Newsletter – 5th November 2020



Free access to all Findmypast military records ENDS 12TH NOVEMBER

Lockdown latest: National Archives still offering free downloads

Welsh without tiers

Warwickshire burials at Findmypast

Additional information in parish registers

My cousins aren’t interested – and other fables

Save on Ancestry DNA ENDS SOON

Review: The Crown in Crisis

Review: The Christmas Carol

Stop Press


The LostCousins newsletter is usually published 2 or 3 times a month. To access the previous issue (dated 15th October) click here; to find earlier articles use the customised Google search between this paragraph and the next (it searches ALL of the newsletters since February 2009, so you don't need to keep copies):



To go to the main LostCousins website click the logo at the top of this newsletter. If you're not already a member, do join - it's FREE, and you'll get an email to alert you whenever there's a new edition of this newsletter available!




Free access to all Findmypast military records ENDS 12TH NOVEMBER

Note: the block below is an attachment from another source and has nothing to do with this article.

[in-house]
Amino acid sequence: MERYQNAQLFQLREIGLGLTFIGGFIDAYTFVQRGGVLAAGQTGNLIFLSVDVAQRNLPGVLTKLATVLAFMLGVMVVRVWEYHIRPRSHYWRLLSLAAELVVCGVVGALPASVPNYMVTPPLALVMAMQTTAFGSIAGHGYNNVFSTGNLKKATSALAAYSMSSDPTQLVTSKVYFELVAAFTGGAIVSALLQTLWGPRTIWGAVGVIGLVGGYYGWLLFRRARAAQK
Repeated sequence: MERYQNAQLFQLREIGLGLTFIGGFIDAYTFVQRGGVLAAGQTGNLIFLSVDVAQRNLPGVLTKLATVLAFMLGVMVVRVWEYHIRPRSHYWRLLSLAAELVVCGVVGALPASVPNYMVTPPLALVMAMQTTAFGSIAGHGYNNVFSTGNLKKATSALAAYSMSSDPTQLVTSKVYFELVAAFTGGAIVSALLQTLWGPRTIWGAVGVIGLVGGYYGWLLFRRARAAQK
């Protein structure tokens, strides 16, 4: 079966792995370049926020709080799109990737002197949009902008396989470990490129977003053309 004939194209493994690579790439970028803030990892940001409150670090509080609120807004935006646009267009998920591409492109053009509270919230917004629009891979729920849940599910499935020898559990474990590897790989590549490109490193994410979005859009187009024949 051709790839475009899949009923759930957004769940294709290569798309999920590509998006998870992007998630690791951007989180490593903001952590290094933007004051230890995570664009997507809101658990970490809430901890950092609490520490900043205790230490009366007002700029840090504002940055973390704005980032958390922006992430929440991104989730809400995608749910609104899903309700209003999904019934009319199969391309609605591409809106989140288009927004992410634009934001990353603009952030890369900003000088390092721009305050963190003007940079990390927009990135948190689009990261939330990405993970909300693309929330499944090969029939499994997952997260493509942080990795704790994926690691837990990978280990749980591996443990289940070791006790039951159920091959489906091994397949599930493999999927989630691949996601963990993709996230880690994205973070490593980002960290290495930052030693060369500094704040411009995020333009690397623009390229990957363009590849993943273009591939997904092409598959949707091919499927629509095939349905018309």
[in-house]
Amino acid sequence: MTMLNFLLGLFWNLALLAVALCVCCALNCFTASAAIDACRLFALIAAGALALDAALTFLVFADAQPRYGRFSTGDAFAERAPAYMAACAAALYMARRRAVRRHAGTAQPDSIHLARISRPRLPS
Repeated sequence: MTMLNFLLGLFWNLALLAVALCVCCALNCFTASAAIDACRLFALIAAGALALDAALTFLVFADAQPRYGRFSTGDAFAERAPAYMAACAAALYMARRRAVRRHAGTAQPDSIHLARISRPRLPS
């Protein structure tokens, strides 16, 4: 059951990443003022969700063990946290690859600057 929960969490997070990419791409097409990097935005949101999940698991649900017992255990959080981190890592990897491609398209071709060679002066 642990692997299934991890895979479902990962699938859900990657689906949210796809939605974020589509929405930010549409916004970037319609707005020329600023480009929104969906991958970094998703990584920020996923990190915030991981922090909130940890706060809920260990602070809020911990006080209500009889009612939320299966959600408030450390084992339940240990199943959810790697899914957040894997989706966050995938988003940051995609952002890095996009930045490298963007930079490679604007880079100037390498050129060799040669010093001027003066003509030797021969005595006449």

As Remembrance Day approaches it's time to remember those whose lives were sacrificed, particularly in the two devastating World Wars that blighted the first half of the 20th century. However it's also a time to remember those who came back, but whose lives were forever scarred, whether physically, mentally or both.



For the next week Findmypast are offering free access to all of their military records – it’s an opportunity to honour your relatives and add information to your family tree. This free access offer started at 10am on Thursday 5th November, and ends at 10am the following Thursday.


You can use any of Findmypast's sites worldwide, but please bear in mind that the start and end times are based on London time (GMT). So if you're in Australia or New Zealand the offer begins and ends on Thursday evenings; if you’re in the US or Canada it'll start and end early on Thursday mornings.


Note: Findmypast are encouraging those who use social media to share their discoveries using the hashtag #RememberTheirStories